The notion of ‘Drama vs. Reality’ or the “stuff on which dreams are made on” as Prospero says in Shakespeare’s The Tempest, have long been contemplated in storytelling. Our fantasy life is ‘the stuff’ by which elaborate novels are created, aforethought of playful sexual desire, or often a psychological foil to a reality that may be too painful to reconcile as ‘truth’ in our lives. In the story of The Phantom of the Opera, a novel by the French writer, Gaston Leroux, Christine, an opera singer, comes under the spell of a supposed maimed phantom living in an underground liar of the theater. Erik (the phantom) claims he is the angel of music that her deceased father, spoke of when she was a young girl learning to sing. She is both scared of him and enthralled, teetering the emotional line between the innocence of an ingenue and the passionate appetite of a woman being coaxed into maturity. She is also reintroduced to Raoul, a childhood friend that falls for her but is the ‘good guy’ while Erik is the ‘bad boy’. She seemingly needs reconciliation to both.
What adds to the stories layering of complexity and meaning is the deliberateness of Faust as the opera being played on stage. As many know, is one of the most notable tales in literature used as inspirational literary building blocks for many other stories. Thus, both deal with themes of moral surrender, power, success, passion, seduction, and what would later become known as the ‘master-slave’ dialectic. This interchanging tension between Christine and her two suitors (Erik and Raoul) is her own internal struggle made manifest.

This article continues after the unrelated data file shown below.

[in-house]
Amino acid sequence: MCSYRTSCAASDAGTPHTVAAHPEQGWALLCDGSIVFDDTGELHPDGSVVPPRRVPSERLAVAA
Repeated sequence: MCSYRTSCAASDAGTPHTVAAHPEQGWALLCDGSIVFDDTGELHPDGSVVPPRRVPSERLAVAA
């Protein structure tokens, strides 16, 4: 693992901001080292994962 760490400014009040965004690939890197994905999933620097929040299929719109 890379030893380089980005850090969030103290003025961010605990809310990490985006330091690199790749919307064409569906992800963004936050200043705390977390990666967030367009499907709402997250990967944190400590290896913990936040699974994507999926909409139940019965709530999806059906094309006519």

Stone Zhu (photographer), Yukie Sotoma (fashion stylist), Michael Kenyon (hair), and Trey Ching’s (makeup) recreation of the Phantom/Faustian story told through fashion narrative, is one of blending the sublime tactual characters amidst a colloquial backdrop. The illustrious story set in an East Village, New York City apartment. In wear, particularly, the symbolic white-half mask and the Edwardian style lace dress both stunning but restrictive, which is suggestive of the archetype of the ‘eternal feminine’ and then later, conversely her discarding of clothing and chastity as the maturing seductress. Like in the inspirational story, there is an interplay between Christine and Erik on many levels. Here in our fashion story, at times, she cradles him and vice versa. Love is about tension and release, resistance moving toward vulnerability. Ultimately the story is centered around a female protagonist in all of her majesty. And so this write up is dedicated to you, stunning-graceful-magnetic women of the world and the multi-dimensional fashion that drapes you.